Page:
admiral-kuznetsov-aircraft-carrier-russian-navyThe biggest concern for any plan to drop aid in to Aleppo is just how Assad’s Syrian government and his Russian allies would react. The skies over the city have seen heavy Russian and Syrian air activity in the last few days after Russia ended its suspension of air operations. The fresh air strikes have included aircraft from the Russian Navy’s carrier, the Admiral Kuzentsov (right), and cruise missile strikes from surface ships in the Mediterranean.

Moscow has said they would be open to allowing aid in to the city providing it was under the right conditions although just what those conditions are remain unclear. With Russian state sponsored news service RT running stories claiming that the White Helmets (Syrian civil defence – a volunteer, non-government organisation who work to rescue civilians caught up in the fighting) are supporting the rebels and having links to terrorism it is unlikely that Moscow will allow the RAF or any other western coalition aircraft to drop supplies to them in Aleppo. The biggest problem the Russians and Syrians have with the White Helmets is their release of videos of civilian casualties who have been caught up in their air strikes and which runs contrary to claims they are carrying out precision strikes against terrorist factions.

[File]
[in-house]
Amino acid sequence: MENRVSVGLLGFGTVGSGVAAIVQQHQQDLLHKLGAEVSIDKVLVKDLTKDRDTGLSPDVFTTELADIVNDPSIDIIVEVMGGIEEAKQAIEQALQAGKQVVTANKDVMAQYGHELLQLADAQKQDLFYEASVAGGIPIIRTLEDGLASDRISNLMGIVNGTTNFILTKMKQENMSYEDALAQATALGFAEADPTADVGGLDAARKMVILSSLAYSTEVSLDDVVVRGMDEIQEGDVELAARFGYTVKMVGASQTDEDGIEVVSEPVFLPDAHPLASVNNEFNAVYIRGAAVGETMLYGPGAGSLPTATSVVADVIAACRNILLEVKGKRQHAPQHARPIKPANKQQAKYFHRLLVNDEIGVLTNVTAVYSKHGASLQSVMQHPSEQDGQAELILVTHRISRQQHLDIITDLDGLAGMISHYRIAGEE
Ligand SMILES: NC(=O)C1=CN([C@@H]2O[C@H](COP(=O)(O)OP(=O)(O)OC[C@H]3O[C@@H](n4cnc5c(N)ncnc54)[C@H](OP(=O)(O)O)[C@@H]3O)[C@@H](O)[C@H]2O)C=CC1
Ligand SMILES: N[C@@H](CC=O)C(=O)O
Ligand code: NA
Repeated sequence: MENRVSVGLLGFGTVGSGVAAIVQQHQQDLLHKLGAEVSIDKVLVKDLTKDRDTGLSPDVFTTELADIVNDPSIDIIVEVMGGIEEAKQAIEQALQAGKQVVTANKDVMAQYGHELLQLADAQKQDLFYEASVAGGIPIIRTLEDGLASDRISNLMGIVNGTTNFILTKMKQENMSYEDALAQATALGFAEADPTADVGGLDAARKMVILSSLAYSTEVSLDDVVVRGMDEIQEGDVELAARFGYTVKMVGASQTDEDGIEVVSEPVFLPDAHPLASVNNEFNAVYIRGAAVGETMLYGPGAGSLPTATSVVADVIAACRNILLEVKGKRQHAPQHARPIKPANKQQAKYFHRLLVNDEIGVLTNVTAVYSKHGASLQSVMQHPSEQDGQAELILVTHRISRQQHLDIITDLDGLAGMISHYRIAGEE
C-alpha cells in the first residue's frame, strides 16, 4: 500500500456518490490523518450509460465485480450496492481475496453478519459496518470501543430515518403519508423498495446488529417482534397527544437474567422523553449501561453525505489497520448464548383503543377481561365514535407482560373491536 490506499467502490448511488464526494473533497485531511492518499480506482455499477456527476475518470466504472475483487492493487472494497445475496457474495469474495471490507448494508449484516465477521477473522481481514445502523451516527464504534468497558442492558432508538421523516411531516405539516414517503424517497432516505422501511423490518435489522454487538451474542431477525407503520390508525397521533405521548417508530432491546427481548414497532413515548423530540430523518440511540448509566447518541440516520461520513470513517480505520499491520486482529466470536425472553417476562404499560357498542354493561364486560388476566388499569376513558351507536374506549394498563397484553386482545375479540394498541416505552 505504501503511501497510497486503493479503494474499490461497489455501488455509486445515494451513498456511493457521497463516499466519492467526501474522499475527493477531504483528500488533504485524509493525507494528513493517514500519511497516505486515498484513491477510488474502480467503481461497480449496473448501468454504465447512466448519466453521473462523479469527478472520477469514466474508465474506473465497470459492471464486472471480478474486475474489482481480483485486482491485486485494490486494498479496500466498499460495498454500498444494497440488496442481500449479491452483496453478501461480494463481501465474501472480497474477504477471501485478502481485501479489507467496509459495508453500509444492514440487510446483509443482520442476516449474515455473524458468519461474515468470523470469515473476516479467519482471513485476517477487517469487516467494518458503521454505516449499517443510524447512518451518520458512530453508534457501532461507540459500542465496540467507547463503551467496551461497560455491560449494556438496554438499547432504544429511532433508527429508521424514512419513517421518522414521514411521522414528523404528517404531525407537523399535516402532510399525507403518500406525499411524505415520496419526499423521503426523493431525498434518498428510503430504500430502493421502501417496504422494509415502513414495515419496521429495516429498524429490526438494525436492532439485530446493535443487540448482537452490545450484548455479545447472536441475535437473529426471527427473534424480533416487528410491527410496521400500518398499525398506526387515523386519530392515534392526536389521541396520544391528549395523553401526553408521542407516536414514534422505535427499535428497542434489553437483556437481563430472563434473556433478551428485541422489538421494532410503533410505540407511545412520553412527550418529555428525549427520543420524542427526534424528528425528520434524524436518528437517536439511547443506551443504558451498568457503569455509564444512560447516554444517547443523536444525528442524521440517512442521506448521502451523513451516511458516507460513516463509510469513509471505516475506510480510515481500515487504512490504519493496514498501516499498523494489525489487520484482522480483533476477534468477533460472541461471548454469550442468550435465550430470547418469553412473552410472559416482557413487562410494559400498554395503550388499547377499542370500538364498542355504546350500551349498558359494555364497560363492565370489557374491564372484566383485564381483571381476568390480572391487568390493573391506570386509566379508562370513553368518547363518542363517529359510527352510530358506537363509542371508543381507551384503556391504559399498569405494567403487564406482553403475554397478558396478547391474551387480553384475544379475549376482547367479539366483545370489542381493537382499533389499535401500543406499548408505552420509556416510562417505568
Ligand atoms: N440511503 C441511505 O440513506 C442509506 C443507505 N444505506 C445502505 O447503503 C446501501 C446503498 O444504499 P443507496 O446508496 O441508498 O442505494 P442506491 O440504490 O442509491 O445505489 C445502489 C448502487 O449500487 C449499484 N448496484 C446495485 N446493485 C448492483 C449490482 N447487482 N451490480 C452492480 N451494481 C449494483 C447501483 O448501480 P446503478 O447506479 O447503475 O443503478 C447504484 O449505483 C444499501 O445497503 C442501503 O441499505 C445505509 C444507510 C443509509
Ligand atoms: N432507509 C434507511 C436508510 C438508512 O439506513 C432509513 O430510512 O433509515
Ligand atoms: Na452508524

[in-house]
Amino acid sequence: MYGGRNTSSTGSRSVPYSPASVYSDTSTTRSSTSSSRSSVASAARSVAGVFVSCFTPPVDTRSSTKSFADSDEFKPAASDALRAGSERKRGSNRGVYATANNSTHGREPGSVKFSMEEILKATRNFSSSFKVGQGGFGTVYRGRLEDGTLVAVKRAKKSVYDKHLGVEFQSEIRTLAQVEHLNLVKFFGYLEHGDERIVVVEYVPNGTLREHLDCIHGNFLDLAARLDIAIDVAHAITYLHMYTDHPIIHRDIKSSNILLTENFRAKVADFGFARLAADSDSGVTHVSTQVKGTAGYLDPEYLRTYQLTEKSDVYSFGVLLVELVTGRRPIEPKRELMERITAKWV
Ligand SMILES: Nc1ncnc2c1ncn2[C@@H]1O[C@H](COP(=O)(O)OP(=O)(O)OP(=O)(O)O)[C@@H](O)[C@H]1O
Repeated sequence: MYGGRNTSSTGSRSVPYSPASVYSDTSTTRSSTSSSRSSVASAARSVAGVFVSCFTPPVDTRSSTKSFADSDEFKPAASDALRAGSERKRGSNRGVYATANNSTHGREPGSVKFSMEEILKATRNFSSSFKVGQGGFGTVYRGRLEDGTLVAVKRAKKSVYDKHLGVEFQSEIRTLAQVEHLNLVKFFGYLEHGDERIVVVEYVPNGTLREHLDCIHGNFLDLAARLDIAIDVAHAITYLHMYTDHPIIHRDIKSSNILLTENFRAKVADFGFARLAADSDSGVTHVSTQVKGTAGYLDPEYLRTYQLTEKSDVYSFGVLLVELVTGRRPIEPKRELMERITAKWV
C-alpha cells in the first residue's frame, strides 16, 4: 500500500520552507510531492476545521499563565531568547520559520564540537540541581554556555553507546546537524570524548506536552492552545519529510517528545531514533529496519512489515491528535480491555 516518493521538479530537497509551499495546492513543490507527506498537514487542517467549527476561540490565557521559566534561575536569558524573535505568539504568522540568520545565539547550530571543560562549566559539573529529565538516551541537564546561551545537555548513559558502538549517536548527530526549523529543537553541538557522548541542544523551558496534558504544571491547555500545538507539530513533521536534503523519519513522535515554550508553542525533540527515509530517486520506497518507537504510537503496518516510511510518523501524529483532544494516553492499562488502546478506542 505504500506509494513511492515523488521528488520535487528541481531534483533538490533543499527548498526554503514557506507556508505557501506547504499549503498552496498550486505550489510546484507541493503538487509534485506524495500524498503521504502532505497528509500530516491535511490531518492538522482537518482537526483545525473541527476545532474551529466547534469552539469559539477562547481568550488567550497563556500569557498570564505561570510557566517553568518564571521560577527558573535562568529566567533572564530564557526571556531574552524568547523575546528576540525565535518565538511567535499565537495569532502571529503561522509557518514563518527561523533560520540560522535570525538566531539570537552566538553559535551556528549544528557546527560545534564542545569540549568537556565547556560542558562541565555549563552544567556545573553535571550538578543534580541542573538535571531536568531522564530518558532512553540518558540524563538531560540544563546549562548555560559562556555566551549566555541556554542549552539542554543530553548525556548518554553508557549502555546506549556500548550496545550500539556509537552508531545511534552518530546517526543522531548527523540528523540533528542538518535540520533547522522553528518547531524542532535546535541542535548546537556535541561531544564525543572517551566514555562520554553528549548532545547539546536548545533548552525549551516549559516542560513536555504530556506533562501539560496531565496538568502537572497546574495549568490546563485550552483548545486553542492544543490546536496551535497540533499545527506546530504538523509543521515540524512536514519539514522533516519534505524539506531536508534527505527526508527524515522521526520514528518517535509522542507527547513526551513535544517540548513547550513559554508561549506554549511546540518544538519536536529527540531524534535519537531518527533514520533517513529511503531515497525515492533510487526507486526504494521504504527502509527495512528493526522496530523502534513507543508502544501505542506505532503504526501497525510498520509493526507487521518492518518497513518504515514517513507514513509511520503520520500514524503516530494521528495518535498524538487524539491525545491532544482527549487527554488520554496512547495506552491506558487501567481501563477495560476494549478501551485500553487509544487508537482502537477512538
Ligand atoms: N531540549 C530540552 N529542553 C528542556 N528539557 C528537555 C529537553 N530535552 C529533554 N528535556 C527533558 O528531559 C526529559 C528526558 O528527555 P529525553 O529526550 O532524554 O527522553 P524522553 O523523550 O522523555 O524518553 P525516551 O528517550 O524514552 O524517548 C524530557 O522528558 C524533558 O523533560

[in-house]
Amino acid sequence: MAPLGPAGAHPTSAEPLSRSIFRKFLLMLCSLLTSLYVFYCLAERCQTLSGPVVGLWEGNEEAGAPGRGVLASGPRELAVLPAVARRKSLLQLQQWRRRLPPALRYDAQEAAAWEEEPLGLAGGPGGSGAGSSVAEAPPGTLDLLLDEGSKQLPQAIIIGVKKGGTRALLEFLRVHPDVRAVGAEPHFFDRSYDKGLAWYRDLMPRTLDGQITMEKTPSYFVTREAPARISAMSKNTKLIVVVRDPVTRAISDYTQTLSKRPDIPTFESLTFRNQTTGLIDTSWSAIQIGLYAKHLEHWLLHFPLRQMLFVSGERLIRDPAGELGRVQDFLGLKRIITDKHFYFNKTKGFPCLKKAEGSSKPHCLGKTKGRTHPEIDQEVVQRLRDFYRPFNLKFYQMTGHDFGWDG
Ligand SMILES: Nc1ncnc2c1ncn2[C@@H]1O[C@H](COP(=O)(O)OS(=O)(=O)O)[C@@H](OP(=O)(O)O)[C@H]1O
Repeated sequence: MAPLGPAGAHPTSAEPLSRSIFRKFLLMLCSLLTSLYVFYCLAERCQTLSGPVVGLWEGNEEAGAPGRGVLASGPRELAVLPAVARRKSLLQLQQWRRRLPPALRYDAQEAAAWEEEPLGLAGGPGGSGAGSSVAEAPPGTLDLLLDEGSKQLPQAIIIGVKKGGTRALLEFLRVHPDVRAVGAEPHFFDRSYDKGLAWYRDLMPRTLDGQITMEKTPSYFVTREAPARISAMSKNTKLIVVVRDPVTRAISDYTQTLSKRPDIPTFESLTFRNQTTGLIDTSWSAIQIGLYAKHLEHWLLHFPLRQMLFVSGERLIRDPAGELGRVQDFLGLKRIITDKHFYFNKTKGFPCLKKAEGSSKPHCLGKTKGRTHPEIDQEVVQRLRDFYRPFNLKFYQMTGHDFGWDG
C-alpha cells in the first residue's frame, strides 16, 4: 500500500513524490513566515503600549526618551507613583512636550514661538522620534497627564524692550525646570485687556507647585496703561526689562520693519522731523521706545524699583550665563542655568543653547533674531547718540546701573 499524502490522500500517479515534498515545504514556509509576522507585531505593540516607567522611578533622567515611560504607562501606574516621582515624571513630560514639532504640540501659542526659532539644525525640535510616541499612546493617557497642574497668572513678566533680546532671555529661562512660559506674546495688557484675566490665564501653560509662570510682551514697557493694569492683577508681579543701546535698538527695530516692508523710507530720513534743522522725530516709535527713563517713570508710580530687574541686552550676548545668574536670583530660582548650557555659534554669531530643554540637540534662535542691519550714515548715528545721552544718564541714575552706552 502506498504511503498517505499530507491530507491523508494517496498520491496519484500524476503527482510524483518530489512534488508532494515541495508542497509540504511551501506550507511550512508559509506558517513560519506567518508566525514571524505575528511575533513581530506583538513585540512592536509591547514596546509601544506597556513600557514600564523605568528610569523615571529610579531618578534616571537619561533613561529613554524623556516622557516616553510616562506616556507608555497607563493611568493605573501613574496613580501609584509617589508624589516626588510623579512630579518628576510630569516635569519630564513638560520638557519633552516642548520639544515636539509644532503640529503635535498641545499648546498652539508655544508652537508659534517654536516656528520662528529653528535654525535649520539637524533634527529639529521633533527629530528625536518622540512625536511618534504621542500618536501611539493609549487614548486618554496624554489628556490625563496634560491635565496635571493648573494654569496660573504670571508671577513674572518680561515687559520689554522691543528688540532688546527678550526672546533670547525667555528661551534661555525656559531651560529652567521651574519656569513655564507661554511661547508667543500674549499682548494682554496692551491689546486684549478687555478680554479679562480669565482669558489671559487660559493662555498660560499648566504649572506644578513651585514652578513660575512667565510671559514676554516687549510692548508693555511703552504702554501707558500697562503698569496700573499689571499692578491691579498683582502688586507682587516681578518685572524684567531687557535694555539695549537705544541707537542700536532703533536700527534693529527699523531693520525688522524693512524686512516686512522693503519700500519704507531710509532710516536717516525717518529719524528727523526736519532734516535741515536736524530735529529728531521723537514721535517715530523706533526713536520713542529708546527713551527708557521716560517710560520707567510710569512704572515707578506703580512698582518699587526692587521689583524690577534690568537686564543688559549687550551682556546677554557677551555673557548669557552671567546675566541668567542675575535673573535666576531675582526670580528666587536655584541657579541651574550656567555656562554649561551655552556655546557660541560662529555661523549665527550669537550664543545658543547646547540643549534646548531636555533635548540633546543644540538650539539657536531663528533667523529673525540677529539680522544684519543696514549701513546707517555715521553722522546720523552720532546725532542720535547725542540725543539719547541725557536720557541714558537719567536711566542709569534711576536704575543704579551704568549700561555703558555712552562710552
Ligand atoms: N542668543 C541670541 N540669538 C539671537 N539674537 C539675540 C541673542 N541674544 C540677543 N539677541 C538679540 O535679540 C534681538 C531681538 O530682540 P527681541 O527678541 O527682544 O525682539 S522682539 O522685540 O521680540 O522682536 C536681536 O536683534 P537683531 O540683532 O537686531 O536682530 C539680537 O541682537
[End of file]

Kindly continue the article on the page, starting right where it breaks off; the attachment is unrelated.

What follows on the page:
A Foreign Office spokesperson responding to the letter said;

Our priority is the protection of civilians in Syria who face an appalling humanitarian situation. We call on the Assad regime and their Russian supporters to bring about an end to terrible crisis immediately. We will continue to look at all options with our international partners to alleviate the suffering of millions of Syrians.